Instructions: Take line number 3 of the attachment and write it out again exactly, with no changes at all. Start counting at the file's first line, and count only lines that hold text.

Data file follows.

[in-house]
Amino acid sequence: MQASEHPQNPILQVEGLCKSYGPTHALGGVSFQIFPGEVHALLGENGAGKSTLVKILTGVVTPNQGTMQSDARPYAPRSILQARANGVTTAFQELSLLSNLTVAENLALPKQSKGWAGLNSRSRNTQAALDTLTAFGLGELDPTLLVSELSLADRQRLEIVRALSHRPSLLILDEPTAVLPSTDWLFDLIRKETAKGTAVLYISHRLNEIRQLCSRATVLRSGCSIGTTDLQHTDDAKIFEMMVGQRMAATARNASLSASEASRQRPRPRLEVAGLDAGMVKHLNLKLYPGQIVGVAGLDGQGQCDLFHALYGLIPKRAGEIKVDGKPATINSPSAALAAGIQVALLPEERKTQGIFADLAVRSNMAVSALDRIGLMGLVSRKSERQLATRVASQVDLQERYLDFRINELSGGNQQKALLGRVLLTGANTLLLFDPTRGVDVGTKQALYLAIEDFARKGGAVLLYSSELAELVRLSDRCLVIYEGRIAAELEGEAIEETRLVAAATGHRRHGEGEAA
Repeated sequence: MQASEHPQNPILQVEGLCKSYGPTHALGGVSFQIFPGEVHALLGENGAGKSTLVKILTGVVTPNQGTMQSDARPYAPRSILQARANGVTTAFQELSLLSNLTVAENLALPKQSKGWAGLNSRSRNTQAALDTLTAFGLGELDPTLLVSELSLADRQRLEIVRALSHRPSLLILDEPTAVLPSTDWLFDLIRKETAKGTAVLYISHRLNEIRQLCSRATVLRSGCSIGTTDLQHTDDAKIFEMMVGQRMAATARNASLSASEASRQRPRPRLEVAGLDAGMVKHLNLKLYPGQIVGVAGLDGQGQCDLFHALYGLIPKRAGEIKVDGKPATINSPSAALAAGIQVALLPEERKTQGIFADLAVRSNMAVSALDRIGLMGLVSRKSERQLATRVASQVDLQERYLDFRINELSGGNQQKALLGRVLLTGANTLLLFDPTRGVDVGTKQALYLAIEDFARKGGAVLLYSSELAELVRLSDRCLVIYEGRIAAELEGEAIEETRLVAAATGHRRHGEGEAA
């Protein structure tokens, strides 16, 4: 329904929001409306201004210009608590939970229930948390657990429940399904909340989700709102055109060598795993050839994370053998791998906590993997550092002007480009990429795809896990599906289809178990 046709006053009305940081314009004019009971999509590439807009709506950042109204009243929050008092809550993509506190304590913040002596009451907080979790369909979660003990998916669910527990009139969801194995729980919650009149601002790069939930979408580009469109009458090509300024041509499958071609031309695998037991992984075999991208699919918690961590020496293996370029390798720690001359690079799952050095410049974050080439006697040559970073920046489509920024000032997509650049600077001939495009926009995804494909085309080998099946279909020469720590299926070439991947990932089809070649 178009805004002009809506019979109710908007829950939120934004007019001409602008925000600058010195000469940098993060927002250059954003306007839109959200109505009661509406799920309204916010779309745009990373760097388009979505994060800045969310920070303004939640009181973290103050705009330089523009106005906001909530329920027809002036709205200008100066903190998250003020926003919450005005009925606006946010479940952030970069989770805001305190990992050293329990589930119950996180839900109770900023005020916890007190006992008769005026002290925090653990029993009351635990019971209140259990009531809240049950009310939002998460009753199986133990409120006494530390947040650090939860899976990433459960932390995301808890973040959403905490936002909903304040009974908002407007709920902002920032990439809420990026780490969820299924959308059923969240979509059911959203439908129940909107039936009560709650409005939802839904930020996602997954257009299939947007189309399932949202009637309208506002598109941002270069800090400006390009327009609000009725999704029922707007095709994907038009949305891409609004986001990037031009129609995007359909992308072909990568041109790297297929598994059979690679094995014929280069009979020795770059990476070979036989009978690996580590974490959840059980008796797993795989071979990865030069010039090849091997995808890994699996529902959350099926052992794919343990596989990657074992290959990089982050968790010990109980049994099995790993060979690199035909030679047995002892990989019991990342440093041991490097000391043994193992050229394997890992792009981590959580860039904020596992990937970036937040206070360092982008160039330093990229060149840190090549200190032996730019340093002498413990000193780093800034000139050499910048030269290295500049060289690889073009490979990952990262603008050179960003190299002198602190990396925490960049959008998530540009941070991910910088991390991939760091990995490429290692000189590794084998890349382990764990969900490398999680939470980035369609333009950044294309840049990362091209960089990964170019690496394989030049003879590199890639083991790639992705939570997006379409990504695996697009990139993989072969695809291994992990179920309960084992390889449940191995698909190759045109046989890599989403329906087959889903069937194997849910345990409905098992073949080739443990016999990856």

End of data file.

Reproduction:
Repeated sequence: MQASEHPQNPILQVEGLCKSYGPTHALGGVSFQIFPGEVHALLGENGAGKSTLVKILTGVVTPNQGTMQSDARPYAPRSILQARANGVTTAFQELSLLSNLTVAENLALPKQSKGWAGLNSRSRNTQAALDTLTAFGLGELDPTLLVSELSLADRQRLEIVRALSHRPSLLILDEPTAVLPSTDWLFDLIRKETAKGTAVLYISHRLNEIRQLCSRATVLRSGCSIGTTDLQHTDDAKIFEMMVGQRMAATARNASLSASEASRQRPRPRLEVAGLDAGMVKHLNLKLYPGQIVGVAGLDGQGQCDLFHALYGLIPKRAGEIKVDGKPATINSPSAALAAGIQVALLPEERKTQGIFADLAVRSNMAVSALDRIGLMGLVSRKSERQLATRVASQVDLQERYLDFRINELSGGNQQKALLGRVLLTGANTLLLFDPTRGVDVGTKQALYLAIEDFARKGGAVLLYSSELAELVRLSDRCLVIYEGRIAAELEGEAIEETRLVAAATGHRRHGEGEAA